Views on gambling differ among the many denominations of the Christian church, and so, while certain groups may frown on bingo, others tolerate it, whilst others openly embrace it.
The Catholic Church has always come under fire from many different directions regarding a myriad of issues. The common use of bingo as an income supplement in this denomination has drawn fire from evangelists. In a forum regarding Catholic legal theory, one such evangelist, in whose house, he mentions, “Even possessing playing cards was frowned upon”, says that the Catholic Church seems “more concerned with bingo than they are with spreading the gospel”. Whatever the more austere sects of the church might say, there is nothing in Catholic legal theory that condemns gambling; Catechism 2413 states that games of chance only “become morally unacceptable when they deprive someone of what is necessary to provide for his needs and those of others”.
The bingo phenomenon is not just limited to the Catholic church, but to a large number of denominations who see it as a harmless bit of fun for their members, but more importantly, as a way to supplement their income and ensure their survival. This means that in the case of the church, rather than causing deprivation, bingo aids the ability to provide for its needs, making it morally acceptable.
So many churches hold bingo fundraisers that in many people the word conjures up images of dusty or damp church halls with a priest calling out numbers. In fact, a play has been written called “Father Bingo”, which features a priest fundraising to save his church and “rejuvenate the congregation” – you probably don’t need to see the play to figure out how he plans to do this. The fact that this play is being performed in school auditoriums might hint at the fact that the play’s handling of a church bingo game hardly paints a picture of a den of evil. In fact, it stands to reason that if you have a hankering for a little wagering, a church would be the place to do it, as the house is unlikely to let you lose everything you own if you get a little carried away.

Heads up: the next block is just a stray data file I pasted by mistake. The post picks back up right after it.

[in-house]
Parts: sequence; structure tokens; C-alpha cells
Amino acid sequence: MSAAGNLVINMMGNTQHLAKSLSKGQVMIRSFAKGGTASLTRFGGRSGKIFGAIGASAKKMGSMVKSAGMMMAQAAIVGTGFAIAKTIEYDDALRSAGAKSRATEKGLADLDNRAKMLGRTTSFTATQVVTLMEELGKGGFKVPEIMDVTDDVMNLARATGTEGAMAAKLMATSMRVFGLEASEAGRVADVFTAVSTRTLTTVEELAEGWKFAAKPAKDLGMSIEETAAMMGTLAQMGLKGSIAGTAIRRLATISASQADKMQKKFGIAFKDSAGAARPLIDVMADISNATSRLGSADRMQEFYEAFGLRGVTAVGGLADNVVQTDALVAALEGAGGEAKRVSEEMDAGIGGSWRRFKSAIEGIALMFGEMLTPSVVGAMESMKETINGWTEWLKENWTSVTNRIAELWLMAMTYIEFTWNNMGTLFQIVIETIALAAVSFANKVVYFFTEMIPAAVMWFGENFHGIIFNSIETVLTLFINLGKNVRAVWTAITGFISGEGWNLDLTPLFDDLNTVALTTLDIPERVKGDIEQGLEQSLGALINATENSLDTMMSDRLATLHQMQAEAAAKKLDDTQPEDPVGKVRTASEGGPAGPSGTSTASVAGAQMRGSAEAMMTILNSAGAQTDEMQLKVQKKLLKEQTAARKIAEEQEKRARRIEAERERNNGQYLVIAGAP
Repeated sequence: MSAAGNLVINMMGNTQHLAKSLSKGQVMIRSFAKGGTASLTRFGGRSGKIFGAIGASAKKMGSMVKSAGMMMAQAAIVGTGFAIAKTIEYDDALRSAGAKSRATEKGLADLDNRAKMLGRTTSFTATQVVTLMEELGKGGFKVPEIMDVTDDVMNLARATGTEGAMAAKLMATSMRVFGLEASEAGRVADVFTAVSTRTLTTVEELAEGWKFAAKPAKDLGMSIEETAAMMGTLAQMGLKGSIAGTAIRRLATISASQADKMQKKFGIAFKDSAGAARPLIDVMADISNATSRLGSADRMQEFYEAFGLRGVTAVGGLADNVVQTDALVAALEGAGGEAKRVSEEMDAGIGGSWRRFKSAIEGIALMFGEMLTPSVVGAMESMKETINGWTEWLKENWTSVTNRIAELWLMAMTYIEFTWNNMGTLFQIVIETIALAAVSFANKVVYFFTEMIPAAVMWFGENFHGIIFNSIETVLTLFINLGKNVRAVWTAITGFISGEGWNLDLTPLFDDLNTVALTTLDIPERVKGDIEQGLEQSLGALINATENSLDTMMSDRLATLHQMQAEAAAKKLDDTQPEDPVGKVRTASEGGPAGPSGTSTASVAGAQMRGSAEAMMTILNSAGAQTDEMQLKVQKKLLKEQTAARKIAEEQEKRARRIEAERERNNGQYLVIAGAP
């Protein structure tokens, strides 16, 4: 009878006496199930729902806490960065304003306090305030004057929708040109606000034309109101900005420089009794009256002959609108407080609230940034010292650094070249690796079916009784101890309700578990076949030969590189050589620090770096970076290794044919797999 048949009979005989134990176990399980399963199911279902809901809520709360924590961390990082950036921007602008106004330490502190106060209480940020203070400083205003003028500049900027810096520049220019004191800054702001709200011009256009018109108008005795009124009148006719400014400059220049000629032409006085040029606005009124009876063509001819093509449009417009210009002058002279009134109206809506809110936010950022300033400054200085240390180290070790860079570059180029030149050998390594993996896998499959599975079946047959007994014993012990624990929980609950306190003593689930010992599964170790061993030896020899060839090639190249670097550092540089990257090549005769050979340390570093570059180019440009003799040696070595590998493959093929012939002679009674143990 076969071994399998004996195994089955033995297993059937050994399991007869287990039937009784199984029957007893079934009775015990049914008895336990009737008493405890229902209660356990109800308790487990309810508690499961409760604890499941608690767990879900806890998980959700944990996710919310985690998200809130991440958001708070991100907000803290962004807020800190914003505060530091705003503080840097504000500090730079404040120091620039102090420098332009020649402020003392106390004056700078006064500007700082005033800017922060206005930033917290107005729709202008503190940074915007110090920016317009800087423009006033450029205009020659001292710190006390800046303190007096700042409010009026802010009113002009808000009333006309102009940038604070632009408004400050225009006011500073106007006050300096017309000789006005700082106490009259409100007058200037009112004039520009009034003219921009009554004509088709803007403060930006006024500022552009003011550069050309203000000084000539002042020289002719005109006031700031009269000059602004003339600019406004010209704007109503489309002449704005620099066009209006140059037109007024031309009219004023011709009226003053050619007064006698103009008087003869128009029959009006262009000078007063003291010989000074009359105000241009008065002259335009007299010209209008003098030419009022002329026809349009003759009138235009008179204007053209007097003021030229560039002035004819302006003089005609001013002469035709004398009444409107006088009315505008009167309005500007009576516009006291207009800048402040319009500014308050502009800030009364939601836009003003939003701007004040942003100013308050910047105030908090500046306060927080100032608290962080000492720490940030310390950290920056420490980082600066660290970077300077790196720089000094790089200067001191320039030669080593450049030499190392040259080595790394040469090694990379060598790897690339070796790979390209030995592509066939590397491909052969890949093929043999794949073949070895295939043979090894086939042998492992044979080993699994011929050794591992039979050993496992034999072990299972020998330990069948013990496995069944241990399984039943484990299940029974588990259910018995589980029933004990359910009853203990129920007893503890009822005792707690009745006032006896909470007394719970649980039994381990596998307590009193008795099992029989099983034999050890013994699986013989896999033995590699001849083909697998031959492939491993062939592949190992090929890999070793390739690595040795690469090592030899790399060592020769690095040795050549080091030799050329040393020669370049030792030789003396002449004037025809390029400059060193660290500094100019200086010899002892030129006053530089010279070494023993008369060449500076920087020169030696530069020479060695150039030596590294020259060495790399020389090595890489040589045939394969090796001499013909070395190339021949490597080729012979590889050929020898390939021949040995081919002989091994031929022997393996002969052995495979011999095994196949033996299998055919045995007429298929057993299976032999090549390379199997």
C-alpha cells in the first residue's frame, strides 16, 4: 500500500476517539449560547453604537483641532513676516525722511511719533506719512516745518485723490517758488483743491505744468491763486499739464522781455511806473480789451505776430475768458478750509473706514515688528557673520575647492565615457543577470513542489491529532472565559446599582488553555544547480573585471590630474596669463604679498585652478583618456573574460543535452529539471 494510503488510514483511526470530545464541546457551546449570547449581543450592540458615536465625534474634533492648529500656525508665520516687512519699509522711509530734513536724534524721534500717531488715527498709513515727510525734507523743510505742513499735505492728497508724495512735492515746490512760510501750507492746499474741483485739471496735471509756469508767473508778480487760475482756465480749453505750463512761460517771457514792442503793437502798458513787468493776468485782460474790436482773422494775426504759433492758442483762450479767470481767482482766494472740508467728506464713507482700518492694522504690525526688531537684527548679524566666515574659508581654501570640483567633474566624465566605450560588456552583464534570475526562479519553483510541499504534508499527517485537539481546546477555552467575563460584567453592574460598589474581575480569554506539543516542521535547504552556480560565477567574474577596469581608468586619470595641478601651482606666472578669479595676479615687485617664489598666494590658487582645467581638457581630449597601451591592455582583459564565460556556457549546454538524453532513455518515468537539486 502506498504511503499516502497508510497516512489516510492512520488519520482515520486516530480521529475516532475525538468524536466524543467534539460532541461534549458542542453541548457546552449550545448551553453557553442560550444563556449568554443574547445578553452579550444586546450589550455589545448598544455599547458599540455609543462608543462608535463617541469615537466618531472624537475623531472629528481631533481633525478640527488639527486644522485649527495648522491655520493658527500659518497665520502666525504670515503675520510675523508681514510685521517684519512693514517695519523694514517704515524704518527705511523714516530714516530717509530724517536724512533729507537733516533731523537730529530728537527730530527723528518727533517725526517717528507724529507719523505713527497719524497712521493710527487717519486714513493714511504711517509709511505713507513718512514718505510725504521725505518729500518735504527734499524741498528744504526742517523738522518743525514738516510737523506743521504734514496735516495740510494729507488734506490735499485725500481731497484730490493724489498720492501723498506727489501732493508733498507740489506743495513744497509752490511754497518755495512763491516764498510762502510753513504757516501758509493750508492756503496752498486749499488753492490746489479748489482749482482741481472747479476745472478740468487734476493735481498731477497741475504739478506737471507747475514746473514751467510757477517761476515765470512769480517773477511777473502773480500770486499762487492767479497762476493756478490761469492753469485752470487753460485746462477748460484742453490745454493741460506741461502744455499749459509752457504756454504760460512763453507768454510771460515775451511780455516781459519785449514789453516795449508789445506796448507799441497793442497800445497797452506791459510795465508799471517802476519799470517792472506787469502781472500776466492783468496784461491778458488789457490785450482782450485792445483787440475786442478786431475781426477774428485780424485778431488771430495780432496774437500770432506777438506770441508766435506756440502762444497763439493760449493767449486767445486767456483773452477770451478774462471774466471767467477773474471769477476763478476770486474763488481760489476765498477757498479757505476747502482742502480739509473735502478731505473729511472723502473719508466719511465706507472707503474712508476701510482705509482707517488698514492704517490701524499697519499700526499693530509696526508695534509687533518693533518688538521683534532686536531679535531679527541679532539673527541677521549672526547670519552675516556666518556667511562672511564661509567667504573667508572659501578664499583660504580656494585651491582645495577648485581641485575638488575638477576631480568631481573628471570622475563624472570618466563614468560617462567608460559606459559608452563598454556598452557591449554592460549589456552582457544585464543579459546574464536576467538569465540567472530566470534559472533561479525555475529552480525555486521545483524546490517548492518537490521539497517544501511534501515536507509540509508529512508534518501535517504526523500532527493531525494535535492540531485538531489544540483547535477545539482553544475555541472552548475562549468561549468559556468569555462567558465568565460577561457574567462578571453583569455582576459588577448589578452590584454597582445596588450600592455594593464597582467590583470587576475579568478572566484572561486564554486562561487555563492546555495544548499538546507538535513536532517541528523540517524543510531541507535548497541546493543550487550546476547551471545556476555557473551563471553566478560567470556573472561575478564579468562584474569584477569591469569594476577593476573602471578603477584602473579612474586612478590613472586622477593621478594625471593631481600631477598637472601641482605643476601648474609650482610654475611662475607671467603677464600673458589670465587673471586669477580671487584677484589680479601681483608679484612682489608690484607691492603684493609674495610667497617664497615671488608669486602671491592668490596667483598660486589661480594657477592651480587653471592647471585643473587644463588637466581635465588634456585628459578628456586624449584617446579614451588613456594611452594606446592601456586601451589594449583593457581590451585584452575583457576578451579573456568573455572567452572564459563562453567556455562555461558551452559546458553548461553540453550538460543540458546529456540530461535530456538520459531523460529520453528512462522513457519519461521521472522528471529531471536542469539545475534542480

However, if the idea of bingo in the House of the Lord still leaves a bitter taste in your mouth, you might feel a sense of justice in the fact that a House of the Lord has bought out a major house of bingo. In Kilburn, London, Ruach Ministries has bought Rank’s Mecca Bingo club for £9 million pounds. The Italian Renaissance building, with a 130 foot tower and Britain’s largest working Wurlitzer organ was once a night spot frequented by The Beatles, The Rolling Stones and Marilyn Monroe, and had been a bingo club since the 60s. Last autumn, the club was taken over (or possibly reclaimed, as the presence of an organ suggests) by God through Ruach Ministries, whose Brixton branch welcomes a congregation of 1500 on Sundays. It was not mentioned if the funds to buy the grandiose building had been swelled by any bingo nights.